If all of that fails, see if the
library will do a purchase request for you. If it's a university library, it
might be best to sweet talk one of the comp sci or informatics professors into
making the request for you as they are more likely to get results.
Some libraries have access to what is known as "electronic books". Essentially, these are web versions of normal dead-tree books that are available over the web. The library may subscribe to different vendor collections, and may restrict browsing based on IP address so that you have to be at the library to use the resource, or use a proxy provided by the library. Various vendors like ebrary, netLibrary and Books 24x7 have great collections of technical books. O'Reilly Safari also looks like a great source, but may be harder to find because of the expense. Unfortunately, many of these ebook vendors have restrictions on how many pages you can print. While they are not as convenient as some of the PDF and CHM e-books that can be pirated via Bittorrent or eMule, they are legal.
So far I've just mentioned physical and electronic books. There are also periodicals (that's magazines, journals and newspapers for the non-library crowd) that may be of use to you. If nothing else, it's a hoot to go look at a Computer World from twenty years ago to see what they thought was the next big thing. Electronic resources like Factiva, EbscoHost, and Lexis-Nexis let you search for journals that might be of interest to you, and in some cases let you download the full text of the article in PDF format. The ACM (Association for Computing Machinery) Digital Archive can be a good resource for those esoteric subjects I mentioned previously. Looking through newspapers and journals can be a great source of information in preparation for social engineering. For some older materials you may have to resort to microfilm or microfiche.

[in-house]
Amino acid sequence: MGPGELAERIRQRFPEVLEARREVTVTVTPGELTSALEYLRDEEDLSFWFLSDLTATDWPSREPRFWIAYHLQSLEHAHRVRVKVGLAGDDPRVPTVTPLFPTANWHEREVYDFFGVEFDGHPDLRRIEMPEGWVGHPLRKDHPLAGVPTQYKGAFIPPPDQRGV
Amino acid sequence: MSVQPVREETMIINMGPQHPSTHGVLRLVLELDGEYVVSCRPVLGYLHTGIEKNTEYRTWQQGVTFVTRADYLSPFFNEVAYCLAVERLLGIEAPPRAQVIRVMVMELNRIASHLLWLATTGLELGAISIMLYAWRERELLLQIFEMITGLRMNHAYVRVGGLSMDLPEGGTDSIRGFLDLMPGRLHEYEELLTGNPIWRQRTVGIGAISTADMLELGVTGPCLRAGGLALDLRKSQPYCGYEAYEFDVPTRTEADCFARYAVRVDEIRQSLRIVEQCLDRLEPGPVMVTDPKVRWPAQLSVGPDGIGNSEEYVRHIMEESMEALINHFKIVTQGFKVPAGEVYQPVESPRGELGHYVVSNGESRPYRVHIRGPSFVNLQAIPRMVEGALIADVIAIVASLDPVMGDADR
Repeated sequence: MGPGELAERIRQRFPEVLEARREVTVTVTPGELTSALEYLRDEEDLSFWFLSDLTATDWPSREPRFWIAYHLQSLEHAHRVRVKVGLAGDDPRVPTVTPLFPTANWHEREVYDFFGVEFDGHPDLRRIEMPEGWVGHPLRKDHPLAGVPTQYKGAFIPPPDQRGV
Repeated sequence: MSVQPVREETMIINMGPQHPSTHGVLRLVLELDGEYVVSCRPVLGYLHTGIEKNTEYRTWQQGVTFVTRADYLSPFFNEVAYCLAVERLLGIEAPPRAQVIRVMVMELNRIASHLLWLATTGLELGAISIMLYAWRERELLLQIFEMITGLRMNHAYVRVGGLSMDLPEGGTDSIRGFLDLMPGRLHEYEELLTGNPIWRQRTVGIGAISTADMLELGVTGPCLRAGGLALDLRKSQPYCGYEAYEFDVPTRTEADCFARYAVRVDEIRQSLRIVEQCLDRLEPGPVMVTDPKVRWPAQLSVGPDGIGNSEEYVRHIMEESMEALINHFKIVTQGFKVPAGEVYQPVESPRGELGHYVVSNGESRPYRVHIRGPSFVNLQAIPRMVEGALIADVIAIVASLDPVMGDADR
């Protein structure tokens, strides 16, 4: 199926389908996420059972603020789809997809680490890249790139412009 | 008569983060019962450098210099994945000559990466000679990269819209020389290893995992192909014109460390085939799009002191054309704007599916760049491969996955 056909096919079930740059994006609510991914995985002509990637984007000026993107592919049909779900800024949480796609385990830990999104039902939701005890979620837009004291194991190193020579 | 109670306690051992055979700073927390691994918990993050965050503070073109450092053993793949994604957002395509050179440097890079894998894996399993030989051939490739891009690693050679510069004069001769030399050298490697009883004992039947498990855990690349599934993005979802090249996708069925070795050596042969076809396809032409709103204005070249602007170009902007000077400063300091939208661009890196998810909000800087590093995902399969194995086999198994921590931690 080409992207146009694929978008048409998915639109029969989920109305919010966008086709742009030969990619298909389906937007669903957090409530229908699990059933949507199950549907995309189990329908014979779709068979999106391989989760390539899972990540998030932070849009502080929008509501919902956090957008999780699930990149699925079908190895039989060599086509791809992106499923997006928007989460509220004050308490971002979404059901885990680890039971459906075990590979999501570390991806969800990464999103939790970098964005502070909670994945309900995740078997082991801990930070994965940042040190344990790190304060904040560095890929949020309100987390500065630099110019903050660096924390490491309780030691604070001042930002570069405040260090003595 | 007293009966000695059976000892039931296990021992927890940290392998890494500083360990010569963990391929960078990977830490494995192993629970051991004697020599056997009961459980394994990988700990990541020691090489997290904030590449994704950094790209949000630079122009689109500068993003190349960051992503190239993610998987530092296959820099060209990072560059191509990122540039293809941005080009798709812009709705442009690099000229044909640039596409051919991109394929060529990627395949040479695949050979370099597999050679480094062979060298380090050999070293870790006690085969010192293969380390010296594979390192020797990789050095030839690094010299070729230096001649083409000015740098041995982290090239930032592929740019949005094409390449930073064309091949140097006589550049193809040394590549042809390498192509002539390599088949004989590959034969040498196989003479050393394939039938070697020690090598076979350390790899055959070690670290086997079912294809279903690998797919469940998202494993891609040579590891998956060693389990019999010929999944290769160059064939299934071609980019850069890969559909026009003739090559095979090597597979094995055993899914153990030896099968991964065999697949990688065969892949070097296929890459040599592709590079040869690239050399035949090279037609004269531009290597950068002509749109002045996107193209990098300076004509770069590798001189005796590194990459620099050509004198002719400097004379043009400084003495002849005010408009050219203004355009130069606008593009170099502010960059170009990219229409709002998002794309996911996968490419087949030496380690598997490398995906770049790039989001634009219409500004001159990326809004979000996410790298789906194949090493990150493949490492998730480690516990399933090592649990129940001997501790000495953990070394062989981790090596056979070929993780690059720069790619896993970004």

As I stated before, libraries are a great place to get free Internet access. Different libraries have varying policies concerning use of their terminals, and whether or not you have to sign in for time on the stations. Obviously I would not recommend sending any private information using the library boxes, and if you're using your own laptop to access the free WiFi at the library you may want to read my Hacker Con Hijinx Handout:
While it was written with hacker cons in mind, the same advice applies to pretty much any public network. One thing you may run into at public libraries is Internet filtering. Because of the Children's Internet Protection Act (CIPA), public libraries have to filter certain types of content to get funding. While the CIPA is mostly concerned with pr0n, SEC. 1732. does list "hacking" content as something to be filtered. Many libraries just buy a filter solution that blocks a wide range of subjects that some organizations don't want their users viewing. This includes infosec information that the filter labels as "hacking content". My local public library blocks my website, which would not bother me so much if it were not for the fact that when a user tries to visit my site it pops up a warning page in the user's browser that says my site tries to install malware, which it certainly does not. If you want more information on the CIPA check out these links:
Luckily these filters are easy to get around depending on how they are implemented. A patron could use Tor, remote into a VPN, tunnel using SSH or just use Google and the search string "inurl:nph-proxy" to find a public proxy. Keep in mind this may violate the use policy of the public library, so be sure to view the user agreement before doing such actions to get around filters. You may also be able to get the library to drop the filter for you as long as you can prove you are not a minor. According to FCC Order 03-188 it is acceptable for the library to do this for an adult, but I'm not sure it's required. My guess is you will get there and find out that the librarian has no idea how to drop the filter, or if they do, they may not be willing to do so.
In summary, give your local
library a visit and see what resources they have. If nothing else it gets you
out of your mother's basement.